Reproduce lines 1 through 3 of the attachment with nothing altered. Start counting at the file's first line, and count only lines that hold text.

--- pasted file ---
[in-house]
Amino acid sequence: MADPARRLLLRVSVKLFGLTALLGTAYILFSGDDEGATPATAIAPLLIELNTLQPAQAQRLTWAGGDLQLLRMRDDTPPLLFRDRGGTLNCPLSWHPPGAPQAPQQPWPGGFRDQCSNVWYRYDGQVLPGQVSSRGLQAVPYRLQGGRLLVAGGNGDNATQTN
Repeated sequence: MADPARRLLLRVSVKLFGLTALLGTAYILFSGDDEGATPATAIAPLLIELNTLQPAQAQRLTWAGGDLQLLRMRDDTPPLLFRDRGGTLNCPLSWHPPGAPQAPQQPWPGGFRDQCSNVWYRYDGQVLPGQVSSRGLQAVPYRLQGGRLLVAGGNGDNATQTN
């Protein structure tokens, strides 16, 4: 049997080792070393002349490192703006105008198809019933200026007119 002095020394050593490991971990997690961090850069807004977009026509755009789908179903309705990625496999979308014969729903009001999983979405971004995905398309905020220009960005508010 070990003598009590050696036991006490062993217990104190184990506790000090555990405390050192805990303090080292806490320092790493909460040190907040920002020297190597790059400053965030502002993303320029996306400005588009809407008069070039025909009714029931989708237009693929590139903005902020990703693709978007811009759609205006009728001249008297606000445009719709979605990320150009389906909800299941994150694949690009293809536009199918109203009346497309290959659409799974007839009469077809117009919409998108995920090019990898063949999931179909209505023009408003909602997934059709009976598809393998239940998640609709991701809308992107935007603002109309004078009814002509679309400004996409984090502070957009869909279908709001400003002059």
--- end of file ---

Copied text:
[in-house]
Amino acid sequence: MADPARRLLLRVSVKLFGLTALLGTAYILFSGDDEGATPATAIAPLLIELNTLQPAQAQRLTWAGGDLQLLRMRDDTPPLLFRDRGGTLNCPLSWHPPGAPQAPQQPWPGGFRDQCSNVWYRYDGQVLPGQVSSRGLQAVPYRLQGGRLLVAGGNGDNATQTN
Repeated sequence: MADPARRLLLRVSVKLFGLTALLGTAYILFSGDDEGATPATAIAPLLIELNTLQPAQAQRLTWAGGDLQLLRMRDDTPPLLFRDRGGTLNCPLSWHPPGAPQAPQQPWPGGFRDQCSNVWYRYDGQVLPGQVSSRGLQAVPYRLQGGRLLVAGGNGDNATQTN